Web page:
General Motors Corp showed off its progress in developing the highly anticipated Chevrolet Volt and detailed its road map for bringing the rechargeable car to the market by 2010, an ambitious timeline challenged by some rivals.
"We are moving with incredible speed," Frank Weber, GM's vehicle line executive in charge of the Volt, told reporters. "This project is not concept work. This program is not theory. It is reality."
Weber said GM's senior executives remain committed to launching the Volt by November 2010, calling the plug-in hybrid the "No. 1 priority project that we have now within GM."
GM, which is counting on the high-mileage Volt to leapfrog Toyota's market-leading hybrid Prius, on Thursday opened its battery research labs and design studio to dozens of journalists and analysts.
The automaker's unusual open-door policy is part of an effort to show a commitment to the electric car technology many environmental advocates see as the best hope to cut oil use and greenhouse gas emissions. GM also wants to win back consumers it lost because of its reputation as the home of the Hummer.
The Volt is being designed to run 40 miles powered by a 400-pound, T-shaped lithium-ion battery pack that will be cooled by a liquid system to keep it from overheating.
Much lighter battery pack
That battery pack is shorter and only weighs a third as much as the nickel metal-hydride battery featured in GM's now-scrapped EV1 electric car, subject of the 2006 documentary "Who Killed the Electric Car?"
The Volt marks the first attempt to adapt lithium-ion batteries, widely used in electronics, for a car, although Toyota is racing ahead with its own work on the same technology.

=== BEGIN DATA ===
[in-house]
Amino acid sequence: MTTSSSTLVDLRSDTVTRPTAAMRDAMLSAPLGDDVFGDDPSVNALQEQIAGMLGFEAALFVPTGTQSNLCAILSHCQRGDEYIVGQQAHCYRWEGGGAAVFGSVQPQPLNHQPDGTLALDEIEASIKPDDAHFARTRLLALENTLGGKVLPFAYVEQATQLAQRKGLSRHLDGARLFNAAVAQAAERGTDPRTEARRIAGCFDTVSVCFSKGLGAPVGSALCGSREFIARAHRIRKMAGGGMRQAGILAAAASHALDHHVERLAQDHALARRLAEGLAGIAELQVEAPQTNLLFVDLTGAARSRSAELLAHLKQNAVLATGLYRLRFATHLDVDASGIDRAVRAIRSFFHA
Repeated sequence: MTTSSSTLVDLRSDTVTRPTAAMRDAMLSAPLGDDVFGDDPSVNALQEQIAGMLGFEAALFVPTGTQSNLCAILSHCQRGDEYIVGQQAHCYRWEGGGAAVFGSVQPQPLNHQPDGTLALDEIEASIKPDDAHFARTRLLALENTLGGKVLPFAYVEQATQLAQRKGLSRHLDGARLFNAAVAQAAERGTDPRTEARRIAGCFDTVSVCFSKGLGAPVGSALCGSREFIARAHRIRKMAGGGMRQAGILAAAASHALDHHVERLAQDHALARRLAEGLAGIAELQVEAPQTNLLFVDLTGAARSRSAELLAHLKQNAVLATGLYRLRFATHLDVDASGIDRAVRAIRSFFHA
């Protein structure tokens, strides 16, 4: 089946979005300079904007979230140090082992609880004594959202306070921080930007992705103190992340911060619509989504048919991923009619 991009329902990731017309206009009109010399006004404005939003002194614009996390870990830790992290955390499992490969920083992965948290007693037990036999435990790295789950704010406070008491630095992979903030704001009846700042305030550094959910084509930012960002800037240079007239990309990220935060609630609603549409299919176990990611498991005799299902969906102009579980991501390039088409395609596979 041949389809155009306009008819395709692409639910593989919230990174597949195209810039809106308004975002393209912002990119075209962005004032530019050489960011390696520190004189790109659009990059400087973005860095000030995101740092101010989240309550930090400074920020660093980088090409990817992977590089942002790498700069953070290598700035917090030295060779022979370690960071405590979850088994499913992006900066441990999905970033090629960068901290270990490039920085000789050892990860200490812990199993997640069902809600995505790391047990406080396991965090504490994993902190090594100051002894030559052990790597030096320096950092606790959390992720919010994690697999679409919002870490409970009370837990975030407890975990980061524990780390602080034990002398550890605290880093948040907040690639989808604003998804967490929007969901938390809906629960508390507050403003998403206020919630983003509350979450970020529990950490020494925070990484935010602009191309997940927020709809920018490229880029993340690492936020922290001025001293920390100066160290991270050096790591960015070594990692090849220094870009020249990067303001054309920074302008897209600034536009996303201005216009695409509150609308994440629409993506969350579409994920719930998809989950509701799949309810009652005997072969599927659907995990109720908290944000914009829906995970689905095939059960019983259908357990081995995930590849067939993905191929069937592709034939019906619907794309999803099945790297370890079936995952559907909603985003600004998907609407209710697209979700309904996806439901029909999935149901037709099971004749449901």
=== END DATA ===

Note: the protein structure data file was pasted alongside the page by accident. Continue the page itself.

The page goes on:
In its labs, GM is testing dueling battery packs, one supplied by a subsidiary of Korea's LG Chem and the other built by a division of German auto parts supplier Continental AG using technology developed by Massachusetts-based A123 Systems.
The goal, GM said, is to ensure that it has a battery that can run at least 150,000 miles, last 10 years and allow drivers to accelerate to 60-miles-per-hour in less than 9 seconds.
Roland Matthe, a manager in GM's battery group, said the competing packs were neck-and-neck in tests meant to simulate driving in conditions ranging from Alaska cold to Arizona heat. "If you look at the data they look very similar," Matthe said.
GM has been quietly testing Volt-like technology in a maroon 2005 Chevrolet Malibu sedan at its Milford, Michigan proving track since last year and will began bolting the new batteries into vehicles for track testing this month.
"We've already learned a lot about how this battery behaves," said Michael Bly, GM's director of hybrid vehicle integration.
Among the challenges GM is still grappling with is how to treat an unusual problem: the risk that gas in the Volt's specially pressurized, low-emission tank goes unused.
A gas engine will kick in to recharge the Volt battery as necessary, but with short trips and frequent recharging at a standard outlet some drivers may seldom need fuel.
GM, which has tweaked its global small-car platform for the Volt, could tune its proprietary drive-train software to kick in and burn off gas if needed to prevent engine damage.
Another problem: the first design GM showed off for the Volt at the 2007 Detroit auto show was too boxy and aggressively styled up front to cut through the wind and boost the vehicle's battery-only range.
After extensive wind-tunnel testing, GM designers rounded the front corners on the Volt and gave it a higher and bigger spoiler. Relatively small aerodynamic improvements have boosted the electric range by more than half a mile, Volt design director Bob Boniface said.
Meanwhile, GM engineers are counting on braking to capture energy that will deliver some 20 percent of the power needed for the Volt's 40-mile battery range. Without any braking — in perfectly traffic-free highway driving — the range would be closer to 32 miles, GM engineers said.